When war was declared in August of 1914, Will Grummett, had just recently graduated from the University of Toronto with a Bachelor of Arts degree. That summer, he was probably at home on the family farm near Osprey in Grey County, Ontario. He had applied for and had been accepted to attend the program of law at Osgoode Hall, commencing in the fall term, 1914.
Of course, events touched off by the assassination in June of that summer of the Austrian Archduke, Ferdinand and his wife Sophie, Duchess of Hohenberg, led to a war that mobilized much of the world behind Europe’s rival alliances. It was a war like nothing that preceded it. Driven by the relatively recent developments of trinitrotoluene (TNT), the internal combustion engine, the mass production of steel, and a new and powerful spirit of nationalism, its sheer power to take lives was nearly unfathomable and largely unappreciated by the public and world leaders as they drifted toward war.
The term “industrial warfare” is often used to describe the First World War, emphasizing as it does the war’s scale in several dimensions: large armies built on massive civilian conscription with a seemingly endless supply of guns, bullets, shells and bombs at its command resulting in an unprecedented slaughter. Gone was the limited warfare of the Crimean conflict or the Franco-Prussian War of 1870. The war that began in the autumn of 1914 marks the beginning of the era of total war.
Through his studies and by keeping up with current events, something he did religiously throughout his life, Will would have been familiar with the background, the nature of the alliances and something of the motivation of European nation states. I am sure he would have thought about the War that was coming and may well have realized or at least glimpsed its potential as a long and deadly conflict. The “over by Christmas” naivete that is often trotted out to describe the common perception of the coming war would not have been his view if he was keeping a close watch on what leaders and more in depth reports were saying. The British Prime Minister, Herbert Asquith referred to the war that was coming as “real Armageddon” and, his Foreign Secretary, Sir Edward Grey characterized it in this way, “instead of a few hundreds of thousands of men meeting each other in war, millions would now meet – and modern weapons would multiply manifold the power of destruction.” I believe Will made his decision to go to war knowing full well that this war would be no mere skirmish.
Since he left no diary, it is not possible to conclusively determine what reasons Will may have given for willingly going off to war as he, eventually, did. I think it is safe to assume, despite what his rational analytical mind may have been telling him about the deadly nature of this war, that the sheer adventure of the thing, the chance to travel to the old world and to be involved in a world event were significant motivations. And, there was his simple loyalty and love for his country – when Britain declared war, Canada as a dominion of the British Empire was also at war.
That said, I can’t imagine Will would be satisfied with, “my country, right or wrong” and would have thought about what he was fighting for and against. While it is a popular conclusion to cast the First World War as a tragic mistake, the product of a flawed system of international affairs that dragged states into the war unwillingly and therefore without purpose, it is unlikely that this is how Will saw it. What he would have seen at the time was the precarious effort by the Great Powers, Britain, France and Russia, to maintain their hold on power while contending with the rise of a relatively new and certainly powerful Germany.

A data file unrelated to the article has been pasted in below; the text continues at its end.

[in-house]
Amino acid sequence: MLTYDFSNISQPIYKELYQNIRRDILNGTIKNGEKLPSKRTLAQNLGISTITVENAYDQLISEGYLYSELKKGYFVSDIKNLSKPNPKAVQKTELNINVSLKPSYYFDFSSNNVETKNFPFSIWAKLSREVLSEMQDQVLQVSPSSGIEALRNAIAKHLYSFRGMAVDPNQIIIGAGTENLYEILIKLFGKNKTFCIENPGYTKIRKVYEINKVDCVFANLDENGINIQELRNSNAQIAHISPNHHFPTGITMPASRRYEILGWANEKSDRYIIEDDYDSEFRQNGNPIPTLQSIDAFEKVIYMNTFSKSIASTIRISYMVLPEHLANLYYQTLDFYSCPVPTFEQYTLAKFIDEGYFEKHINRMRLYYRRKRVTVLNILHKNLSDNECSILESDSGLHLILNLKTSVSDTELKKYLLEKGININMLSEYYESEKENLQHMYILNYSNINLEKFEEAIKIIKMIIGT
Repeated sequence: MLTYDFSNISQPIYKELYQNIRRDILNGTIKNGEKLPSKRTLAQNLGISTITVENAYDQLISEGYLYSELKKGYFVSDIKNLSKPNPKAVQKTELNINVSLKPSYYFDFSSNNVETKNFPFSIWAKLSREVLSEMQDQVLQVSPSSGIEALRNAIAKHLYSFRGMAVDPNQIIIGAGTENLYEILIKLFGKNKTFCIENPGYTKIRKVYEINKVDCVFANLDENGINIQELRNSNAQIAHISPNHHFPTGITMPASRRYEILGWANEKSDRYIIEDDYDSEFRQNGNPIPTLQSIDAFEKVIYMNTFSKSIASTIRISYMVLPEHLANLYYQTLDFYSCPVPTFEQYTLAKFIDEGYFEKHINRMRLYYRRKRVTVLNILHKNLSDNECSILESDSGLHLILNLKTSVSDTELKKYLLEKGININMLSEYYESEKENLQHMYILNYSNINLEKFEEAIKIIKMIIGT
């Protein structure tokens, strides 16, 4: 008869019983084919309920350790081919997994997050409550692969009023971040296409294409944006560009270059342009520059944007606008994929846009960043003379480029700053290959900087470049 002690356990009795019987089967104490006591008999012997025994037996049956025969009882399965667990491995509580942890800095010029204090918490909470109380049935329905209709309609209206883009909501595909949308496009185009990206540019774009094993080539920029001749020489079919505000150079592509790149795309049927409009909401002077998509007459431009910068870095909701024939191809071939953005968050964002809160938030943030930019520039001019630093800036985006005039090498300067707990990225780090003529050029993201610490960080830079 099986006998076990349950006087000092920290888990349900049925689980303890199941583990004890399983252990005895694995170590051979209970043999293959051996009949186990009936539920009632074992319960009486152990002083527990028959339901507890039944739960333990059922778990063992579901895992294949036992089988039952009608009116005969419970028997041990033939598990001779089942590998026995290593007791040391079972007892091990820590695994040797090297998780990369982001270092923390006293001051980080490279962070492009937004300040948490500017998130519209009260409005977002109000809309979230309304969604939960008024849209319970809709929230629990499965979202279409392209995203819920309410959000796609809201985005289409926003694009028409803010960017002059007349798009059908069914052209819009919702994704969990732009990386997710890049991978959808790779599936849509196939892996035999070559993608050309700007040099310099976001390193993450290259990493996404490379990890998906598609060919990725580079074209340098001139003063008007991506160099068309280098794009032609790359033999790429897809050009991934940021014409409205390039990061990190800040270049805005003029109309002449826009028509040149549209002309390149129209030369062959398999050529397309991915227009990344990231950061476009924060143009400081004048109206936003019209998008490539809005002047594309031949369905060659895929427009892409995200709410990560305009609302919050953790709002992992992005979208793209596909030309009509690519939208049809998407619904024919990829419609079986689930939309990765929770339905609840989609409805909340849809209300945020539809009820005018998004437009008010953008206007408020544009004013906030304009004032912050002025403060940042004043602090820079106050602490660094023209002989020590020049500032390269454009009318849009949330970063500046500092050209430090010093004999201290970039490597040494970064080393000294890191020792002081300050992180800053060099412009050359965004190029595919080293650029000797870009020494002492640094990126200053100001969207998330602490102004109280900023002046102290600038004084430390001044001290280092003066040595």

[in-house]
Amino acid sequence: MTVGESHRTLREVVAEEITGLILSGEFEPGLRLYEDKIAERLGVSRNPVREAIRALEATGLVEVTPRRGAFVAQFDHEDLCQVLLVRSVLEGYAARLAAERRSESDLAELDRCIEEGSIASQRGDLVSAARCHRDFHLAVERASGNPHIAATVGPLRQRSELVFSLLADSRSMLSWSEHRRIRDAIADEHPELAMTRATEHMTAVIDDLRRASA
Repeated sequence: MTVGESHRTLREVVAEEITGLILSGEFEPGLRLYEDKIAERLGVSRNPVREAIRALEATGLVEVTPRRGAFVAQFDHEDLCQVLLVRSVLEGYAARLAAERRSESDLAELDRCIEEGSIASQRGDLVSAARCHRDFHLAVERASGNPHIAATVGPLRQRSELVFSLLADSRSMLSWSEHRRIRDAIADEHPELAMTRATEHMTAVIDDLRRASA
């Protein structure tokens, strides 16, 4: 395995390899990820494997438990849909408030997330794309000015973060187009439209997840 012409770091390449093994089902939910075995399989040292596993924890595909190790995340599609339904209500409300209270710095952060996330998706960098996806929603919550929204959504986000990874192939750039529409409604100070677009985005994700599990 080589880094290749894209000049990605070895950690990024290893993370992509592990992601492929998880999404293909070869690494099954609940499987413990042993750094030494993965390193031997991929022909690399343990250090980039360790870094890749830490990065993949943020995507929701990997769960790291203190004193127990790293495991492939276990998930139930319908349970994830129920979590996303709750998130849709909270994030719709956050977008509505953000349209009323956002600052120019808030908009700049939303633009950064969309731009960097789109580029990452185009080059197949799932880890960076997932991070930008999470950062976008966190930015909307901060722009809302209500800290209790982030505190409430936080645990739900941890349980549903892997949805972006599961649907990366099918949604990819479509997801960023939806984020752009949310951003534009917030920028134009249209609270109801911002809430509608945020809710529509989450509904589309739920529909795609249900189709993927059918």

Aggressive attempts to join the Great Power game resulted in a not undeserved but somewhat ironic (in the sense that Germany was behaving in these efforts in much the same fashion as the so-called Great Powers) characterization of Germany between 1890 up to 1914 as “a bellicose and ambitious state whose world power ambitions were ill-concealed.” (Hughes-Wilson, 2014). The German state was formed in 1871 through the unification of smaller states and quickly became an economic powerhouse. As its economic power grew so did its desire to join Britain, France and Russia as a world power. Germany’s efforts to vie for colonial possessions in Africa and its development of a battleship navy were seen as a direct provocation of the Great Powers -particularly Britain, and evidence of preparation and a willingness to wage war.
To get the full impression of Germany in the years leading up to the First World War it is also important to recognize that despite the existence of a democratic and very progressive German Parliament, German foreign policy was completely controlled by the monarch, Kaiser Wilhelm the II, and his self-appointed generals and ministers (Hart, 2013). All decisions regarding the merits and necessity for war were taken by what was, effectively, a military autocracy; the Kaiser and a Prussian aristocratic elite at the centre of executive power that had become synonymous with the ideas of militarism. The essential character of this militarism is perhaps best summarized in the following quote by the Prussian General Helmuth Von Moltke,
“War is an element in the order of the world ordained by God. In it the noblest virtues of mankind are developed… Without war the world would stagnate, and lose itself in materialism.“ (Helmuth Von Moltke The Elder)
That Wilhelm the II was the face and the public voice of this autocracy did little to inspire international confidence with regard to German intentions as, “most of his (the Kaiser’s) contemporaries, including the statesmen of Europe, thought him mildly unhinged and this was probably clinically the case. ” (Hastings, 2013) This is the Germany that Will would have been familiar with from the bulk of the information available to him in the media: a nation that turned on the whim of a monarch as yet unfettered by his parliament and holding his country’s ability to wage war as its most exalted value.